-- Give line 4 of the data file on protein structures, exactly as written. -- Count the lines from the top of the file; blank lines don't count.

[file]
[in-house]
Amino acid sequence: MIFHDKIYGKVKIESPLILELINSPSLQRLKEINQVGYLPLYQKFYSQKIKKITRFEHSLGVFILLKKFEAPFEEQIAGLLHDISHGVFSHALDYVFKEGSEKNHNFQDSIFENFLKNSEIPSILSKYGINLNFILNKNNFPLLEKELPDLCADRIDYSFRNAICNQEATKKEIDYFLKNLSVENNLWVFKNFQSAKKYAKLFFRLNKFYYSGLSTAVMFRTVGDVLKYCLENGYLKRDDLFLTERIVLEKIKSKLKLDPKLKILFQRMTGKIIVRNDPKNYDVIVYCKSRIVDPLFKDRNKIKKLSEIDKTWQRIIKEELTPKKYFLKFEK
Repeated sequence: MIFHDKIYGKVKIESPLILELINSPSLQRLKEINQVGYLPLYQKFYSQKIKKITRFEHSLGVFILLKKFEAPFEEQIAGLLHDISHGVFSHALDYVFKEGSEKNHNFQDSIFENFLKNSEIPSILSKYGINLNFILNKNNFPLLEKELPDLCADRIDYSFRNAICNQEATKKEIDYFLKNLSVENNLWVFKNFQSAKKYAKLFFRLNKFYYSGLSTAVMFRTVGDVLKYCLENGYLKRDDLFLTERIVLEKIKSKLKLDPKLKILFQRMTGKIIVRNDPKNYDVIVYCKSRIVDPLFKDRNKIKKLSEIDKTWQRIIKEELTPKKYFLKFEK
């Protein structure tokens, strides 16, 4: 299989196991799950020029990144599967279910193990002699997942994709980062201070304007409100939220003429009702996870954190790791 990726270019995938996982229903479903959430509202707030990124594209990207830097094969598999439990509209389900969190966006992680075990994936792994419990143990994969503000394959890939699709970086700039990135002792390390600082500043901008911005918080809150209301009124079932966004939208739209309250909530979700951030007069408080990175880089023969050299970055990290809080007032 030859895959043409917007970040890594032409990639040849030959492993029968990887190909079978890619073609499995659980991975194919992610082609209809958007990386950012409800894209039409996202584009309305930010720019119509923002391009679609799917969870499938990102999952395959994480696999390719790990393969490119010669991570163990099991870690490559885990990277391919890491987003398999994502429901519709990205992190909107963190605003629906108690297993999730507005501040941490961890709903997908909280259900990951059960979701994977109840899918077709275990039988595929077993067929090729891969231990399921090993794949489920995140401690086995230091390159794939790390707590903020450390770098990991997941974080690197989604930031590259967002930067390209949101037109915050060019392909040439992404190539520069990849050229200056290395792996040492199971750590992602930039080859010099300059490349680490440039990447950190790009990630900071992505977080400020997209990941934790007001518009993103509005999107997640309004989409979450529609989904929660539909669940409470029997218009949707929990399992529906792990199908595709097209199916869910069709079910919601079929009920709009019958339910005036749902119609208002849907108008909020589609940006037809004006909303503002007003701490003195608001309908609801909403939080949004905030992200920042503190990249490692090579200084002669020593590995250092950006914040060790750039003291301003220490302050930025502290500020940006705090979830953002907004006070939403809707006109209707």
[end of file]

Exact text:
């Protein structure tokens, strides 16, 4: 299989196991799950020029990144599967279910193990002699997942994709980062201070304007409100939220003429009702996870954190790791 990726270019995938996982229903479903959430509202707030990124594209990207830097094969598999439990509209389900969190966006992680075990994936792994419990143990994969503000394959890939699709970086700039990135002792390390600082500043901008911005918080809150209301009124079932966004939208739209309250909530979700951030007069408080990175880089023969050299970055990290809080007032 030859895959043409917007970040890594032409990639040849030959492993029968990887190909079978890619073609499995659980991975194919992610082609209809958007990386950012409800894209039409996202584009309305930010720019119509923002391009679609799917969870499938990102999952395959994480696999390719790990393969490119010669991570163990099991870690490559885990990277391919890491987003398999994502429901519709990205992190909107963190605003629906108690297993999730507005501040941490961890709903997908909280259900990951059960979701994977109840899918077709275990039988595929077993067929090729891969231990399921090993794949489920995140401690086995230091390159794939790390707590903020450390770098990991997941974080690197989604930031590259967002930067390209949101037109915050060019392909040439992404190539520069990849050229200056290395792996040492199971750590992602930039080859010099300059490349680490440039990447950190790009990630900071992505977080400020997209990941934790007001518009993103509005999107997640309004989409979450529609989904929660539909669940409470029997218009949707929990399992529906792990199908595709097209199916869910069709079910919601079929009920709009019958339910005036749902119609208002849907108008909020589609940006037809004006909303503002007003701490003195608001309908609801909403939080949004905030992200920042503190990249490692090579200084002669020593590995250092950006914040060790750039003291301003220490302050930025502290500020940006705090979830953002907004006070939403809707006109209707």